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May 9, 2002 | 0750 IST
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SC allows prosecution of ex-Grindlays officials

BS Law Correspondent

The Supreme Court on Wednesday allowed the Enforcement Directorate to launch prosecution against the former top managers of Grindlays Bank and Standard Chartered Bank involved in foreign exchange violations, subject to certain conditions.

The persons concerned will be given an opportunity to be heard before May 31, and the prosecution will not proceed till the cross-appeals pending before the apex court are disposed.

Three years ago, the Supreme Court had directed that pending the disposal of the cross-appeals by the government and the banks against the judgment of the Bombay high court, prosecution against the bank officers shall not be proceeded with.

The Centre has been trying to modify that order because according to the Foreign Exchange Management Act, which replaced the Foreign Exchange Regulation Act, such prosecutions should be launched before May 31. The new law has placed a two-year deadline to limit litigation.

Additional solicitor-general Kirit Raval told a Bench consisting of Justice D P Mohapatra and Justice P Venkatarama Reddi that if the prosecutions were not launched before the deadline, no action could be taken against the managers despite their involvement in foreign exchange violations, leading to a revenue loss of $80 million.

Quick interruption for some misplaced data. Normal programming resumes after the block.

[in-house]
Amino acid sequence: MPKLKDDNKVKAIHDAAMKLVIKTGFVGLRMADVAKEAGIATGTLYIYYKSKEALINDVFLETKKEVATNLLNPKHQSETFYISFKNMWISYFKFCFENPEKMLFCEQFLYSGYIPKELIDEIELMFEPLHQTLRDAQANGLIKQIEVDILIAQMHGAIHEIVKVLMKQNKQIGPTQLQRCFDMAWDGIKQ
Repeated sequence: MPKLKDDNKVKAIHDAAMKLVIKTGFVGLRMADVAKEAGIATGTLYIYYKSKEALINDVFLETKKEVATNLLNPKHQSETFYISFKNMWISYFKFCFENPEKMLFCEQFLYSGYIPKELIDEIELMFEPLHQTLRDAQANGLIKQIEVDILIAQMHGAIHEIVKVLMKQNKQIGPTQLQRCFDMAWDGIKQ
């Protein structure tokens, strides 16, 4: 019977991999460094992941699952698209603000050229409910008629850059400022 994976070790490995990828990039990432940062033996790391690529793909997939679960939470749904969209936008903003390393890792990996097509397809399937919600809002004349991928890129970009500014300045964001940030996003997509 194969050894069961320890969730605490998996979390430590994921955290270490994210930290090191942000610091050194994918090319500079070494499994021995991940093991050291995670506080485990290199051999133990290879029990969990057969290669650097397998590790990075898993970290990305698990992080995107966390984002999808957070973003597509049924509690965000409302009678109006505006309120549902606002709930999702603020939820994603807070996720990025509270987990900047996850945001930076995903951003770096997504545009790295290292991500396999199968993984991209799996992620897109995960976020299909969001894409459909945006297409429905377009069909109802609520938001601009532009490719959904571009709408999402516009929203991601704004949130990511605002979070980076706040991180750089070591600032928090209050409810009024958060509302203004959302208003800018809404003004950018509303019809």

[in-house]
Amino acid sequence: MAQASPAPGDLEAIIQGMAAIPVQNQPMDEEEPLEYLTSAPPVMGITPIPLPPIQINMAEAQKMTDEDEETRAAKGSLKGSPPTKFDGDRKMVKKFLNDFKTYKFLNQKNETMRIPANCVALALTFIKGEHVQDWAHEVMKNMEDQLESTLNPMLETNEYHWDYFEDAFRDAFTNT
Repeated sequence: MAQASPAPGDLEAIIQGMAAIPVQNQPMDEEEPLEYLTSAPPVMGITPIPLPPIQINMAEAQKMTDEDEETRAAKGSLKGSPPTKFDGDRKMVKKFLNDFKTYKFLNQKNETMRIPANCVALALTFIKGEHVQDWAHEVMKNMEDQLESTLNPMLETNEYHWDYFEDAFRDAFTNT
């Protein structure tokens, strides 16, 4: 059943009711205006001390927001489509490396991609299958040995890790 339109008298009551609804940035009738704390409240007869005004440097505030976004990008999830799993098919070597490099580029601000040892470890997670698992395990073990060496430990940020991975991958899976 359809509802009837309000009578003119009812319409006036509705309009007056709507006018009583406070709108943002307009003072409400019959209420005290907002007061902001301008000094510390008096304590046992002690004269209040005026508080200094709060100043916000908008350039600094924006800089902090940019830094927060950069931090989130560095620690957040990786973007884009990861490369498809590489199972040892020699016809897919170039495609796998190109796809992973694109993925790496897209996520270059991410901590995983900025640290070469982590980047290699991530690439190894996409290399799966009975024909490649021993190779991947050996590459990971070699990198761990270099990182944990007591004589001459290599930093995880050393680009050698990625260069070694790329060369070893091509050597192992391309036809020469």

The main appeals have been admitted, but if prosecution is not launched before the deadline, no action could be taken even if the government wins, he said.

Senior counsel K K Venugopal, representing the Grindlays Bank officers, submitted that they had not been given an opportunity to be heard under Section 61 of FERA, and therefore, they could not be prosecuted without complying with the statutory requirements.

Venugopal said the managers were being charged vicariously for the wrongdoing of others because, technically, they were at the helm of affairs.

The bank has folded up its activities in the country and the officers are now employed with other banks. If they were prosecuted now, they would suffer humiliation and loss of jobs, he added.

Counsel for Standard Chartered Bank T R Andhyarujina said most of the 40 officers involved in the scam had either retired or resigned, while many of them were abroad. Therefore, they would not be able to defend themselves in the three weeks before the deadline.

He blamed the government for the legal strategy that put the officers in this situation.

According to FERA, every person in charge at the time the offence has been committed shall be deemed guilty. However, the person can prove that the offence was done without his knowledge or he had exercised due diligence to prevent the offence.

When the officers and the banks moved the Bombay high court against the prosecution, the writ petitions challenging proceedings against them were dismissed.

The banks and the government were also dissatisfied with the judgment, and moved the Supreme Court raising various questions regarding the fundamental rights of the executives vis-a-vis the misdeeds of the company.

They have alleged that prosecution against them would violate their rights under Articles 14 and 21 (right to equality and right to life) and their reputation would be damaged.

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